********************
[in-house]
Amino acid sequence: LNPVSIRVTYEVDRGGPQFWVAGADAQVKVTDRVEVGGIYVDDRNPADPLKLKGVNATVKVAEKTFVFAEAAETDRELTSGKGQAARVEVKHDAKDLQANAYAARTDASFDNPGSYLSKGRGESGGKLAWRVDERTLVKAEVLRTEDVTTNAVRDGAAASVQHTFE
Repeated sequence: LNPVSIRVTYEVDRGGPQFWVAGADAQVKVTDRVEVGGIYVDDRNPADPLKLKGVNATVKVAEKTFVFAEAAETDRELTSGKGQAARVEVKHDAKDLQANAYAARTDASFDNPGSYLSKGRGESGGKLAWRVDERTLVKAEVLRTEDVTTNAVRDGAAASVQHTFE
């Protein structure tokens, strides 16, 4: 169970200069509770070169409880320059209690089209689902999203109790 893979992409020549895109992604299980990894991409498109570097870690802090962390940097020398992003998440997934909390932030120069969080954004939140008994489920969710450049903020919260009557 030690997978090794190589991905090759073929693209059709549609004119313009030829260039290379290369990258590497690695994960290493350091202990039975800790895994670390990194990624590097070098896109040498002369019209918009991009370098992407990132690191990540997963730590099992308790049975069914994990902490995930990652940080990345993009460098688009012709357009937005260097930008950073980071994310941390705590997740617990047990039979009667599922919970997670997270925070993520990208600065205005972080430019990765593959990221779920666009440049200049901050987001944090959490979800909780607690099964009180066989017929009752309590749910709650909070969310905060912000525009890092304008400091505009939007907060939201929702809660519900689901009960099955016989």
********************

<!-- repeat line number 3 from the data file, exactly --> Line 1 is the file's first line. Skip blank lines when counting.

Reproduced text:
Repeated sequence: LNPVSIRVTYEVDRGGPQFWVAGADAQVKVTDRVEVGGIYVDDRNPADPLKLKGVNATVKVAEKTFVFAEAAETDRELTSGKGQAARVEVKHDAKDLQANAYAARTDASFDNPGSYLSKGRGESGGKLAWRVDERTLVKAEVLRTEDVTTNAVRDGAAASVQHTFE